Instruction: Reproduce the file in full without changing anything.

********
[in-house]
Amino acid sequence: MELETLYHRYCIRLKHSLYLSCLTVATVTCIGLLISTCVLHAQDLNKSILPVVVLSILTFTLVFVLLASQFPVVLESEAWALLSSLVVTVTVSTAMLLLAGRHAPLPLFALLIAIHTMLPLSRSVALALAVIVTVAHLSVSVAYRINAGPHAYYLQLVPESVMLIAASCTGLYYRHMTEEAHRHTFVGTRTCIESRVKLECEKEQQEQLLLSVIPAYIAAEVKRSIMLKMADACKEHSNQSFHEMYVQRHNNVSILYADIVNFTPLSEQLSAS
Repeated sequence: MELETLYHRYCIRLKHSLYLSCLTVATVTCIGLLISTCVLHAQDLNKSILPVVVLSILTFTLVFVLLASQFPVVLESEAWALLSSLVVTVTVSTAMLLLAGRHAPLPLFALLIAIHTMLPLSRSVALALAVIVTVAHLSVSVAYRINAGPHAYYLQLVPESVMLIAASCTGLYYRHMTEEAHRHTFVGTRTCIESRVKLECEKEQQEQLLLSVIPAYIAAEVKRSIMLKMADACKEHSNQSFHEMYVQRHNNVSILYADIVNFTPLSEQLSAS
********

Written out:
[in-house]
Amino acid sequence: MELETLYHRYCIRLKHSLYLSCLTVATVTCIGLLISTCVLHAQDLNKSILPVVVLSILTFTLVFVLLASQFPVVLESEAWALLSSLVVTVTVSTAMLLLAGRHAPLPLFALLIAIHTMLPLSRSVALALAVIVTVAHLSVSVAYRINAGPHAYYLQLVPESVMLIAASCTGLYYRHMTEEAHRHTFVGTRTCIESRVKLECEKEQQEQLLLSVIPAYIAAEVKRSIMLKMADACKEHSNQSFHEMYVQRHNNVSILYADIVNFTPLSEQLSAS
Repeated sequence: MELETLYHRYCIRLKHSLYLSCLTVATVTCIGLLISTCVLHAQDLNKSILPVVVLSILTFTLVFVLLASQFPVVLESEAWALLSSLVVTVTVSTAMLLLAGRHAPLPLFALLIAIHTMLPLSRSVALALAVIVTVAHLSVSVAYRINAGPHAYYLQLVPESVMLIAASCTGLYYRHMTEEAHRHTFVGTRTCIESRVKLECEKEQQEQLLLSVIPAYIAAEVKRSIMLKMADACKEHSNQSFHEMYVQRHNNVSILYADIVNFTPLSEQLSAS